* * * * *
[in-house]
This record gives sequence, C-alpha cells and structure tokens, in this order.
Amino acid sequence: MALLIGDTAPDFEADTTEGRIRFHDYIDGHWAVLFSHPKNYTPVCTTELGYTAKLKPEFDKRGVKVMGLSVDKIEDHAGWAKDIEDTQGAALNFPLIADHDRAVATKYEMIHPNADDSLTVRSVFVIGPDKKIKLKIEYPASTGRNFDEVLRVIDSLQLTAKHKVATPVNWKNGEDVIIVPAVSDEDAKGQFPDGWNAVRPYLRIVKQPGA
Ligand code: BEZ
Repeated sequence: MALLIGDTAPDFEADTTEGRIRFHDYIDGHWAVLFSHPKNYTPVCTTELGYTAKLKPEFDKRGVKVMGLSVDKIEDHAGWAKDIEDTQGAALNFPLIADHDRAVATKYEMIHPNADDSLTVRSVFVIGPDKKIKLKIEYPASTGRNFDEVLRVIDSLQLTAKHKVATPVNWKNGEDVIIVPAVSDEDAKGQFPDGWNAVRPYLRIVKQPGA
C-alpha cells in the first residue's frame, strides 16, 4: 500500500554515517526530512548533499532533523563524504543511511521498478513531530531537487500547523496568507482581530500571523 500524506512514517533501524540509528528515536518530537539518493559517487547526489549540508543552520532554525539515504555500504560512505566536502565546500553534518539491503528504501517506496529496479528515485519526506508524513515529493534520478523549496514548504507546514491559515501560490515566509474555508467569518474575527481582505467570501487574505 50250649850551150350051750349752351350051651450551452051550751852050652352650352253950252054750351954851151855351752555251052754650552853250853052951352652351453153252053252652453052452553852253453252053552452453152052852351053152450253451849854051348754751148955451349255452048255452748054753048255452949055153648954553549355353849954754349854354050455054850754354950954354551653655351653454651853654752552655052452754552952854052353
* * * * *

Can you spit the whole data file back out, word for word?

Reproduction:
[in-house]
This record gives sequence, C-alpha cells and structure tokens, in this order.
Amino acid sequence: MALLIGDTAPDFEADTTEGRIRFHDYIDGHWAVLFSHPKNYTPVCTTELGYTAKLKPEFDKRGVKVMGLSVDKIEDHAGWAKDIEDTQGAALNFPLIADHDRAVATKYEMIHPNADDSLTVRSVFVIGPDKKIKLKIEYPASTGRNFDEVLRVIDSLQLTAKHKVATPVNWKNGEDVIIVPAVSDEDAKGQFPDGWNAVRPYLRIVKQPGA
Ligand code: BEZ
Repeated sequence: MALLIGDTAPDFEADTTEGRIRFHDYIDGHWAVLFSHPKNYTPVCTTELGYTAKLKPEFDKRGVKVMGLSVDKIEDHAGWAKDIEDTQGAALNFPLIADHDRAVATKYEMIHPNADDSLTVRSVFVIGPDKKIKLKIEYPASTGRNFDEVLRVIDSLQLTAKHKVATPVNWKNGEDVIIVPAVSDEDAKGQFPDGWNAVRPYLRIVKQPGA
C-alpha cells in the first residue's frame, strides 16, 4: 500500500554515517526530512548533499532533523563524504543511511521498478513531530531537487500547523496568507482581530500571523 500524506512514517533501524540509528528515536518530537539518493559517487547526489549540508543552520532554525539515504555500504560512505566536502565546500553534518539491503528504501517506496529496479528515485519526506508524513515529493534520478523549496514548504507546514491559515501560490515566509474555508467569518474575527481582505467570501487574505 50250649850551150350051750349752351350051651450551452051550751852050652352650352253950252054750351954851151855351752555251052754650552853250853052951352652351453153252053252652453052452553852253453252053552452453152052852351053152450253451849854051348754751148955451349255452048255452748054753048255452949055153648954553549355353849954754349854354050455054850754354950954354551653655351653454651853654752552655052452754552952854052353